So, you're an in-betweener — a photographer who has outgrown the limitations of point-and-shoot cameras but isn't ready for the expense and inconvenience of hauling around the interchangeable lenses of a DSLR or mirrorless camera. This makes you a candidate for bridge cameras, devices that provide more advanced functions and features, superior optics, faster shooting and, ultimately, the ability to produce higher-quality images.
Bridge cameras come in a variety of sizes and shapes (including ultracompact) and offer a range of capabilities, such as mega-zoom. They all give you the option to manually select everything from f-stops (aperture) and shutter speeds to ISO (light sensitivity) and white balance, or to switch over to fully automatic. Some bridge cameras feature high-speed lenses (f2.0 or faster), which are great for taking available-light pictures in low-light shooting situations. Most also offer a range of program, focus and metering modes that greatly extend bridge cameras' versatility.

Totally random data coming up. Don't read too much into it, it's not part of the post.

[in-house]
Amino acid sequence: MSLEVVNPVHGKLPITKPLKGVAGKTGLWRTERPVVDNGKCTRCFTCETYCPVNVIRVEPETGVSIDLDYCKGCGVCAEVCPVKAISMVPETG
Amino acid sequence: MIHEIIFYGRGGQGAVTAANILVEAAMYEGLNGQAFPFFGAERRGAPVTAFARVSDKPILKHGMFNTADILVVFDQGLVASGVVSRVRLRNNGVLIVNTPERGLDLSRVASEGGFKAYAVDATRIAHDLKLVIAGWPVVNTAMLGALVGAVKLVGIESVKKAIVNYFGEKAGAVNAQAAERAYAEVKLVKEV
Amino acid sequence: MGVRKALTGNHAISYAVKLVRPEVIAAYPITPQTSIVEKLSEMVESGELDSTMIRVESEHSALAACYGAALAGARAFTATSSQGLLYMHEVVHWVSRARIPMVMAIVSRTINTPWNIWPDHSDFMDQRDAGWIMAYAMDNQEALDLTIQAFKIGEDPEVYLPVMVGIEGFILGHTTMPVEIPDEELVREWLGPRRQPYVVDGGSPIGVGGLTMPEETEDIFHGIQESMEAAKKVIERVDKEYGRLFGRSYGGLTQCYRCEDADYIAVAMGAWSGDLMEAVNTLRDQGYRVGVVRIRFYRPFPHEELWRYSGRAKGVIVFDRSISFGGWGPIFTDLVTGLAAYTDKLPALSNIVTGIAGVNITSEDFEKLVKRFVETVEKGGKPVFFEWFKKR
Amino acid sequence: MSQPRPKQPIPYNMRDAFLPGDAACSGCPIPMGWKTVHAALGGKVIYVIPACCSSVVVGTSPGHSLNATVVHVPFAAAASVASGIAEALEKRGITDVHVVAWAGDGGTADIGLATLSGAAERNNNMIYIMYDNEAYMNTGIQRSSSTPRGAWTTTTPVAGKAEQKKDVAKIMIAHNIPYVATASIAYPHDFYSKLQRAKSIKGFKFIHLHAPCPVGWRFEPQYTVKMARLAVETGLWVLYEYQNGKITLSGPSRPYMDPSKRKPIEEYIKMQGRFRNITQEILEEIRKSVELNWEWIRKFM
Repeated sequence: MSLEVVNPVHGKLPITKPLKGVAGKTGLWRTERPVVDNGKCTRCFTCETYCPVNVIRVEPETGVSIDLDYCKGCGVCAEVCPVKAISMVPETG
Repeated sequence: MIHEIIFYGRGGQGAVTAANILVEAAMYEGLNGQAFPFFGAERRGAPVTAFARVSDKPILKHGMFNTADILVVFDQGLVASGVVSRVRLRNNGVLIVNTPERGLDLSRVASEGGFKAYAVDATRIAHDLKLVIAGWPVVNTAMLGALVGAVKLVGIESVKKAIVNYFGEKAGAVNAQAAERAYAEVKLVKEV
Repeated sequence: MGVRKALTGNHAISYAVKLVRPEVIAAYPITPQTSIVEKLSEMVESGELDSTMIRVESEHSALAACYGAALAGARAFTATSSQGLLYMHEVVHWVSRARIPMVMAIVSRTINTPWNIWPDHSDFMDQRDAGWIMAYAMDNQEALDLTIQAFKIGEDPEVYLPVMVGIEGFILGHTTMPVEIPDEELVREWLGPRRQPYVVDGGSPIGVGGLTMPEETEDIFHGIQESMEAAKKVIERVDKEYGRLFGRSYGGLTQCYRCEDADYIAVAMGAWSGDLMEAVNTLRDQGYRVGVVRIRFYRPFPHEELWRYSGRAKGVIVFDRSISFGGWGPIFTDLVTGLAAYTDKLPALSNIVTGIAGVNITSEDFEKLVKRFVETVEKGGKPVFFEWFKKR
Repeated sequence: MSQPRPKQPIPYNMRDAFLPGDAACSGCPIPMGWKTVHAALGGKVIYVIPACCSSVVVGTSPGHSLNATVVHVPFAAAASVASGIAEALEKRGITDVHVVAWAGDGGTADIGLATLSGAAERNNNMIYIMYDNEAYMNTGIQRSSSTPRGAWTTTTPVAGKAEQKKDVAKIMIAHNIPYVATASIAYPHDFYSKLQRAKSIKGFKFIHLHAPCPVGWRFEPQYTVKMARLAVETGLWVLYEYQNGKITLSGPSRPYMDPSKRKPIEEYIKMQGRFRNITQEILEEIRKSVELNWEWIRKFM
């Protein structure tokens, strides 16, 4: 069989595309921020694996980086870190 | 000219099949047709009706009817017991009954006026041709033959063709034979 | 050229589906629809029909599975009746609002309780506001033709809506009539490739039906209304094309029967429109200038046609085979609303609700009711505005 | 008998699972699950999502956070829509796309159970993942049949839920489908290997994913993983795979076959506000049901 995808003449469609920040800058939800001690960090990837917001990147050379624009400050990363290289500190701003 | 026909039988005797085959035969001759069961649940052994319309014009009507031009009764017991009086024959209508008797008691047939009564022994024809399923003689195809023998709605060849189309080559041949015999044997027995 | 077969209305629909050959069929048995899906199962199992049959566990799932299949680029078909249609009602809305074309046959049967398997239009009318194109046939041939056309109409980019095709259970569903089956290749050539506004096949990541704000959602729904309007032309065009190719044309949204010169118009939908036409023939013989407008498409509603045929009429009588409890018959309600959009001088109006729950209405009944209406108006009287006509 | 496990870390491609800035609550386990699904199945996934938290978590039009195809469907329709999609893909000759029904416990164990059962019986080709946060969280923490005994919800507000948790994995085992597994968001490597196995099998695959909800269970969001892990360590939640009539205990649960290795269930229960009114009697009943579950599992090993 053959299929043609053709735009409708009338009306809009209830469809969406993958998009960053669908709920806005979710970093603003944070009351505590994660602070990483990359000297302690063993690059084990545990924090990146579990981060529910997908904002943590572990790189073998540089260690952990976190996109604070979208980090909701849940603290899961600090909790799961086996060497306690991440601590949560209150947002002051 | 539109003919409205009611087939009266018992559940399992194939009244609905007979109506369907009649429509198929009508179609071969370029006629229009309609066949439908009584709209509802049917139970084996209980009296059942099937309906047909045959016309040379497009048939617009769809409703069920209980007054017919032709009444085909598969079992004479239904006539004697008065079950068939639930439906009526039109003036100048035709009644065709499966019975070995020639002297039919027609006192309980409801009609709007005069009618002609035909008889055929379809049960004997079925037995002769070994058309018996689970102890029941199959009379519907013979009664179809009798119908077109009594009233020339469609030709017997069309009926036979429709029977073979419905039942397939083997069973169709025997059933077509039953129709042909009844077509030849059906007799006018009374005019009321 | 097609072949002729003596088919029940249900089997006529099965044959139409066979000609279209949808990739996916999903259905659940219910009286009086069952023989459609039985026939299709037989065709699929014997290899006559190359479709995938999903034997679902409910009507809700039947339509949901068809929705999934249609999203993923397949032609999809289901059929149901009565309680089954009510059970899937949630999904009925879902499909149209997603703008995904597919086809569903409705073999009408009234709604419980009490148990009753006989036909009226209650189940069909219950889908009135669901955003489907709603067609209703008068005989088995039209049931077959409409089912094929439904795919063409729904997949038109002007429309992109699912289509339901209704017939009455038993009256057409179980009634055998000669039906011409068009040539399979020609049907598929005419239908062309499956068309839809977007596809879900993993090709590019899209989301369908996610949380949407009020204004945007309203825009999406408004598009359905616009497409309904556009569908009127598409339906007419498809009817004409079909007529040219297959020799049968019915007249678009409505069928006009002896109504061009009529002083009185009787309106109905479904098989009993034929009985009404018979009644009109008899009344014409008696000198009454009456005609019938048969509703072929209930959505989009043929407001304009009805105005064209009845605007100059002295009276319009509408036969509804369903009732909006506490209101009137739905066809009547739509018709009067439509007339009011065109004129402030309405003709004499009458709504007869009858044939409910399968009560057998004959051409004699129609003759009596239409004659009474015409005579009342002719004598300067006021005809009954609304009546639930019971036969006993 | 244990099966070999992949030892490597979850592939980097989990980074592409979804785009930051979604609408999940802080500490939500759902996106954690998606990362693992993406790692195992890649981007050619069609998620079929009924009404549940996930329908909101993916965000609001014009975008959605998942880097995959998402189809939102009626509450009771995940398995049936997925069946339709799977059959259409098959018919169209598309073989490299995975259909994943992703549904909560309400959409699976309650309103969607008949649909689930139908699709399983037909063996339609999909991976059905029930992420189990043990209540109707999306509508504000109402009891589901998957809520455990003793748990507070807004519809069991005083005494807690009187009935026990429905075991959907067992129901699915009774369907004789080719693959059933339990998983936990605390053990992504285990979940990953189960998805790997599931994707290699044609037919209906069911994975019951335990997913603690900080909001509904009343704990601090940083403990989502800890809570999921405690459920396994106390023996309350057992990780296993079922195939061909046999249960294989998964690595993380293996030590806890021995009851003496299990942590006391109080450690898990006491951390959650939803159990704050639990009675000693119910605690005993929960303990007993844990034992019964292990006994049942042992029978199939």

The bottom line is that bridge cameras are smaller, lighter, simpler to use and generally less expensive than DSLRs and mirrorless options.
Daniel Grotta has been covering digital photography since its infancy. You can follow him at the DigitalBenchmarks Lab Notes Blog on Grotta.net, on Twitter @TeamGrotta, on Google+ and on Facebook. Follow us @tomsguide, on Facebook and on Google+.
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